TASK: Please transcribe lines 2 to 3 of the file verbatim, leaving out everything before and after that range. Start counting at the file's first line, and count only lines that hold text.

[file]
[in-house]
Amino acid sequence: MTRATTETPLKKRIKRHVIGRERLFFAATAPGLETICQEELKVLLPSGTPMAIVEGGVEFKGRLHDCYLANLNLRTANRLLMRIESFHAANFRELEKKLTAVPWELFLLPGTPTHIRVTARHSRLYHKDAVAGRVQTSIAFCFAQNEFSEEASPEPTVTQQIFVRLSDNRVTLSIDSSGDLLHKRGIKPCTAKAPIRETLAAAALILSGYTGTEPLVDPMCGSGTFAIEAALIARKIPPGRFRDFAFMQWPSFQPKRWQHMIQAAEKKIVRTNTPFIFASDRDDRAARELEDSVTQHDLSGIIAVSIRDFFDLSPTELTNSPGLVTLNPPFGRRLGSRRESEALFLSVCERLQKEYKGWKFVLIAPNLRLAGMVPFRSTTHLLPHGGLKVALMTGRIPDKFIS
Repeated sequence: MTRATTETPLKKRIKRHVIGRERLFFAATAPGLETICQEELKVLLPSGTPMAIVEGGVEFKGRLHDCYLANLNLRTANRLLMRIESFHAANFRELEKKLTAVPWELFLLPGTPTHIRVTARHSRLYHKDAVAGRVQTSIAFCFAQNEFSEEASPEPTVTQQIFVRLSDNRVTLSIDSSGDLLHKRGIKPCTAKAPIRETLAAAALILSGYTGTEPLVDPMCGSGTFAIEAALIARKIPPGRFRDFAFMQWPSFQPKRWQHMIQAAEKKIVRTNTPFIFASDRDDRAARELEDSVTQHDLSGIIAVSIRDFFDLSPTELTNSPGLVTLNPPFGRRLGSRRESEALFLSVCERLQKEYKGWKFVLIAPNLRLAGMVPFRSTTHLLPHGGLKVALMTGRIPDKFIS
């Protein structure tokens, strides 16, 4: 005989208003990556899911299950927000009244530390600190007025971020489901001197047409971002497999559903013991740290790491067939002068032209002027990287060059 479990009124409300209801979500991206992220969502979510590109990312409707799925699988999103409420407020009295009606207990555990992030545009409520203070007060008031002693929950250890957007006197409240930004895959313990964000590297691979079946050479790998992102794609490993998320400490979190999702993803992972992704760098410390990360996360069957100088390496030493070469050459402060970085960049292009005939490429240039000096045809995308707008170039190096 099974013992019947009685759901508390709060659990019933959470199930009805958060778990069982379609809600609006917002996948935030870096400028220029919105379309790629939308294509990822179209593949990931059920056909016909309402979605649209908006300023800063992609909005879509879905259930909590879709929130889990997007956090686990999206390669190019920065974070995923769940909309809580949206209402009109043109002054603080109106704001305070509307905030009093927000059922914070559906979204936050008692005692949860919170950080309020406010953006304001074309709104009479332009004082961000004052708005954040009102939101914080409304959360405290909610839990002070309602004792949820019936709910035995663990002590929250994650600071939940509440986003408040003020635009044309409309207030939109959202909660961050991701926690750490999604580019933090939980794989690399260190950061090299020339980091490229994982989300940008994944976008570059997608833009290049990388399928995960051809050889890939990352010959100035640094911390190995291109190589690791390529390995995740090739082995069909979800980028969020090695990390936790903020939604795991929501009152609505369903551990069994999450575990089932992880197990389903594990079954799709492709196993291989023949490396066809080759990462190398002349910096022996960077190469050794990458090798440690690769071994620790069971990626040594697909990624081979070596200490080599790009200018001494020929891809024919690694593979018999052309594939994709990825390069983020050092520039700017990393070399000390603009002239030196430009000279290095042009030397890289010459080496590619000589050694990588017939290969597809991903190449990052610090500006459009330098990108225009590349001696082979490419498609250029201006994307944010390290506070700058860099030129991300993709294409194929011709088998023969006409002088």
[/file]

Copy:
Amino acid sequence: MTRATTETPLKKRIKRHVIGRERLFFAATAPGLETICQEELKVLLPSGTPMAIVEGGVEFKGRLHDCYLANLNLRTANRLLMRIESFHAANFRELEKKLTAVPWELFLLPGTPTHIRVTARHSRLYHKDAVAGRVQTSIAFCFAQNEFSEEASPEPTVTQQIFVRLSDNRVTLSIDSSGDLLHKRGIKPCTAKAPIRETLAAAALILSGYTGTEPLVDPMCGSGTFAIEAALIARKIPPGRFRDFAFMQWPSFQPKRWQHMIQAAEKKIVRTNTPFIFASDRDDRAARELEDSVTQHDLSGIIAVSIRDFFDLSPTELTNSPGLVTLNPPFGRRLGSRRESEALFLSVCERLQKEYKGWKFVLIAPNLRLAGMVPFRSTTHLLPHGGLKVALMTGRIPDKFIS
Repeated sequence: MTRATTETPLKKRIKRHVIGRERLFFAATAPGLETICQEELKVLLPSGTPMAIVEGGVEFKGRLHDCYLANLNLRTANRLLMRIESFHAANFRELEKKLTAVPWELFLLPGTPTHIRVTARHSRLYHKDAVAGRVQTSIAFCFAQNEFSEEASPEPTVTQQIFVRLSDNRVTLSIDSSGDLLHKRGIKPCTAKAPIRETLAAAALILSGYTGTEPLVDPMCGSGTFAIEAALIARKIPPGRFRDFAFMQWPSFQPKRWQHMIQAAEKKIVRTNTPFIFASDRDDRAARELEDSVTQHDLSGIIAVSIRDFFDLSPTELTNSPGLVTLNPPFGRRLGSRRESEALFLSVCERLQKEYKGWKFVLIAPNLRLAGMVPFRSTTHLLPHGGLKVALMTGRIPDKFIS